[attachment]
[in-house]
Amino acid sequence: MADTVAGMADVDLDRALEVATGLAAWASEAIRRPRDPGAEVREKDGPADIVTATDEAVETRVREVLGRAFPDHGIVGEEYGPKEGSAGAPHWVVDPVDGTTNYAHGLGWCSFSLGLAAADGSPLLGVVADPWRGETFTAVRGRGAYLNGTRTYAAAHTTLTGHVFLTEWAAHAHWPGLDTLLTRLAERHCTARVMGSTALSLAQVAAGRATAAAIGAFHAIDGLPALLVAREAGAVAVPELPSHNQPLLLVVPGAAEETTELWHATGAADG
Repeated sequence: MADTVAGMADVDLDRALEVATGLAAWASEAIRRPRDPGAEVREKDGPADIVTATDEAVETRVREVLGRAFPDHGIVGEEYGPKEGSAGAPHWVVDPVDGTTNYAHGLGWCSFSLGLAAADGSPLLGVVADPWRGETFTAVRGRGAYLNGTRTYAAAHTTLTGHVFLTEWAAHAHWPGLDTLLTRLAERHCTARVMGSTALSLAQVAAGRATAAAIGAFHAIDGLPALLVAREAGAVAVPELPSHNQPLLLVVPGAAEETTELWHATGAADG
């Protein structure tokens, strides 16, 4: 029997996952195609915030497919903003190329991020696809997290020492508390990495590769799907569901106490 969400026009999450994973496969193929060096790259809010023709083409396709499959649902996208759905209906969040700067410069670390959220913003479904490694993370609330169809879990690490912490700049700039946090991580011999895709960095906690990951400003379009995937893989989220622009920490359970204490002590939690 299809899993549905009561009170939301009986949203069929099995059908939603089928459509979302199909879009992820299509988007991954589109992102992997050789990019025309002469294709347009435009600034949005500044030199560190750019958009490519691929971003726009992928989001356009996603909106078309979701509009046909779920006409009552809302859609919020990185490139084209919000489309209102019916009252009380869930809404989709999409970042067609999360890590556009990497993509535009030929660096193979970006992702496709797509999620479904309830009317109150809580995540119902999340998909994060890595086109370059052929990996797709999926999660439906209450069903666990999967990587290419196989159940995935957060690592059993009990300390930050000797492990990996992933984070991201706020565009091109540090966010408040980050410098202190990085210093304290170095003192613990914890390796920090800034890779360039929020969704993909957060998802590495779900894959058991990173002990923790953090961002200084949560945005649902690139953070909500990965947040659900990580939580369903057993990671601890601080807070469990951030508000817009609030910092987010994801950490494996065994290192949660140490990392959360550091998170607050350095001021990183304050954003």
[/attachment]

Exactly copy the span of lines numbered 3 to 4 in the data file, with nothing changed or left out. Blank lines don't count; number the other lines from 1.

Repeated sequence: MADTVAGMADVDLDRALEVATGLAAWASEAIRRPRDPGAEVREKDGPADIVTATDEAVETRVREVLGRAFPDHGIVGEEYGPKEGSAGAPHWVVDPVDGTTNYAHGLGWCSFSLGLAAADGSPLLGVVADPWRGETFTAVRGRGAYLNGTRTYAAAHTTLTGHVFLTEWAAHAHWPGLDTLLTRLAERHCTARVMGSTALSLAQVAAGRATAAAIGAFHAIDGLPALLVAREAGAVAVPELPSHNQPLLLVVPGAAEETTELWHATGAADG
């Protein structure tokens, strides 16, 4: 029997996952195609915030497919903003190329991020696809997290020492508390990495590769799907569901106490 969400026009999450994973496969193929060096790259809010023709083409396709499959649902996208759905209906969040700067410069670390959220913003479904490694993370609330169809879990690490912490700049700039946090991580011999895709960095906690990951400003379009995937893989989220622009920490359970204490002590939690 299809899993549905009561009170939301009986949203069929099995059908939603089928459509979302199909879009992820299509988007991954589109992102992997050789990019025309002469294709347009435009600034949005500044030199560190750019958009490519691929971003726009992928989001356009996603909106078309979701509009046909779920006409009552809302859609919020990185490139084209919000489309209102019916009252009380869930809404989709999409970042067609999360890590556009990497993509535009030929660096193979970006992702496709797509999620479904309830009317109150809580995540119902999340998909994060890595086109370059052929990996797709999926999660439906209450069903666990999967990587290419196989159940995935957060690592059993009990300390930050000797492990990996992933984070991201706020565009091109540090966010408040980050410098202190990085210093304290170095003192613990914890390796920090800034890779360039929020969704993909957060998802590495779900894959058991990173002990923790953090961002200084949560945005649902690139953070909500990965947040659900990580939580369903057993990671601890601080807070469990951030508000817009609030910092987010994801950490494996065994290192949660140490990392959360550091998170607050350095001021990183304050954003």